The rumen and use of feed additives | TSLN.com

The rumen and use of feed additives

Ivan G. Rush

Professor Emeritus, University of Nebraska

As I write this article the thermometer reads 19 below and it tempts me to write about cold stress in cows but we all know it just takes more feed, either grazed or fed to keep cow condition, so will wish you the best in getting through this cold spell. I am glad they are meeting in Copenhagen now discussing global warming as my water sources could sure use some help now.

I recently attended the Range Beef Cow Symposium in Casper, WY and I am excited and enjoyed hearing of many new technologies, especially about the opportunities to identify cattle that excel in feed efficiency. This has tremendous potential to have a positive impact on the cattle industry as we know feed costs are by far the largest expense we have and we know we have tremendous differences within cattle in each herd. Even though individual gene testing is not practical for the commercial producer at this time we know its accuracy and application will improve in the future. It is also exciting to learn that some leading seedstock producers have already put considerable emphasis on finding the more efficient cattle and are making them available to their customers. It is exciting to think that in the future the accuracy of EPDs can be increased considerably in yearling bulls plus down the road perhaps some accurate predictions can be made on some important economical traits very early in the calf’s life.

A highlight of all the Range Beef Cow Symposium has always been to hear from producers in the intermountain high plains area and this year was no exception. It is always interesting to hear of how different successful producers think and manage their operation and further emphasizes how we can use different resources, genetics and management and still be very successful in achieving ones goals. The symposium is always great to attend as you have the chance to interact with a group of forward thinking and optimistic producers. It is also good to see many of the innovative products and concepts that exhibitors bring to the meeting.

I had the pleasure of speaking at the symposium this year with a title of “Rumen Physiology for the Rancher.” The purpose of this topic was to assist in a better understanding how the rumen functions and hopefully allowing us to make better nutrition decisions. For example supplementing cows consuming low quality winter range that is low in protein will respond very well to relative high protein supplements but high energy, low protein feeds such as corn or barley will have little if any benefit to the cow and may be slightly detrimental. Understanding how protein stimulates microbial levels and activity in the rumen explains why this occurs. It should be of little surprise that ionophores such as Rumensin and Bovatec, will improve cattle performance if fed with moderate or greater energy rations as it can be explained how these products alters fermentation in the rumen.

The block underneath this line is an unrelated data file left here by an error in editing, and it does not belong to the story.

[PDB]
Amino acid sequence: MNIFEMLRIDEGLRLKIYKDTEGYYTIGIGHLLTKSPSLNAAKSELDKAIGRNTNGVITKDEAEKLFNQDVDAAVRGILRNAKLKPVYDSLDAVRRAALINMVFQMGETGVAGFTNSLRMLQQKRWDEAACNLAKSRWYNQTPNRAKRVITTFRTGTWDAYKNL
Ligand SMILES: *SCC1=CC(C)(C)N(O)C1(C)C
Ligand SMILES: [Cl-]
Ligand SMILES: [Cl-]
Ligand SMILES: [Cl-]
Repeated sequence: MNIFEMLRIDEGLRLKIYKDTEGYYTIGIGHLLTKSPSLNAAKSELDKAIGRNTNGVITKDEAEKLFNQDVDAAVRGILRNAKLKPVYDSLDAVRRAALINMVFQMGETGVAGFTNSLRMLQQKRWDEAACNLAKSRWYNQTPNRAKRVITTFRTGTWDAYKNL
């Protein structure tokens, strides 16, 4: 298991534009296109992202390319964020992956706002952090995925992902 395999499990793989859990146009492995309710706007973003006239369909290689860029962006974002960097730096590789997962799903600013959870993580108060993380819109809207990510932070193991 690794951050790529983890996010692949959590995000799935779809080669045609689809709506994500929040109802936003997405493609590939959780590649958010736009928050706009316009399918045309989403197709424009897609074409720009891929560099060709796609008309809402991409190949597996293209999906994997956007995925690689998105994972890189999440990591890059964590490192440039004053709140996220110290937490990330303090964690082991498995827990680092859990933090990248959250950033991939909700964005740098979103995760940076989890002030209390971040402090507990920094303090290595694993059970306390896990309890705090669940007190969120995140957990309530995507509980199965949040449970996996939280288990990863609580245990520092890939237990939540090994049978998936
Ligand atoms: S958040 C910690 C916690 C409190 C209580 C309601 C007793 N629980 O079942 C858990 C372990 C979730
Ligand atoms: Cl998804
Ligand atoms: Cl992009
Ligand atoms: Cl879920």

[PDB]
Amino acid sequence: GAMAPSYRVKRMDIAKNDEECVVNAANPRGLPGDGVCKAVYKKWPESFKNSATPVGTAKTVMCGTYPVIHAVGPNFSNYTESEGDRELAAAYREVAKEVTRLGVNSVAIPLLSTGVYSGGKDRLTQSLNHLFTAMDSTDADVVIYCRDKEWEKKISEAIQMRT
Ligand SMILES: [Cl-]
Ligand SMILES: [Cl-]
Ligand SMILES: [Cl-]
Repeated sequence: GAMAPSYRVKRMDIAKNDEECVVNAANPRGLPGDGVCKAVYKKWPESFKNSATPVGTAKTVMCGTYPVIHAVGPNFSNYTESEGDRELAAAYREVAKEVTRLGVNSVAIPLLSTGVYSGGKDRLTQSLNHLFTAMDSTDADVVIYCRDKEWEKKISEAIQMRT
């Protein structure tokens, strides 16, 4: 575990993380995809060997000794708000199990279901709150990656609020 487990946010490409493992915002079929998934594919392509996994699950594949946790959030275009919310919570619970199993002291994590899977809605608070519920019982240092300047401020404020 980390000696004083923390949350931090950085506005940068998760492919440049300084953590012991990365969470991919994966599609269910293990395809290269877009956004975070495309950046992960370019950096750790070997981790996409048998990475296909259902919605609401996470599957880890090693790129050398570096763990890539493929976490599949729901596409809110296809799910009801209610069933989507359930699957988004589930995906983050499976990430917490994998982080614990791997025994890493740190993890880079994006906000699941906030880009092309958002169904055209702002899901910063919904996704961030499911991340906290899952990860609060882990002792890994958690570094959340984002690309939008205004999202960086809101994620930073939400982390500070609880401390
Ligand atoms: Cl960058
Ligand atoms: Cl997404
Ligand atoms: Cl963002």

Understanding rumen function also helps one screen some of the feed additives offered, especially those that have limited research under your situation. Many feed additives such as ionophores, antibiotics, and direct fed microbials such as yeast, bacterial products or enzymes has limited research with beef cows in the short grass native prairie regions. The interest in the natural occurring direct fed microbials has increased recently, especially in feedlots, as more companies have invested considerable dollars in research and sales. This is due to the increase in interest in producing “all natural” cattle where the benefits found with antibiotics and growth implants cannot be utilized. The good news is that many of the leading companies have continued to improve the strain or blends of microbials and often some benefit can be observed. It is more difficult to always find an economical advantage especially in a normal full functioning rumen. When you consider that one ounce of rumen fluid contains over a trillion (about as big as the national debt) microorganisms it may explain that the amount fed may be overwhelmed by the organisms already present. It appears an economical response may be greater if the rumen is or has been under some stress such as weaned calves or a heavy lactating dairy cow. Some of the enzyme products do appear to aid in forage digestion, however as with any products, the costs and benefits must be weighed. As I stated earlier this is an area that is currently receiving considerable attention and research support. I am confident that some of these products will be more economical in the future especially where other technologies are not utilized.

In general, every effort needs to be made to feed the cattle so the microbes in the rumen can be maintained at a very high and balanced population. The choice of feeding feed additives should be based on controlled research conducted under conditions that you have at your operation.

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Hope the water stays open and the cows get some relief from the cold soon.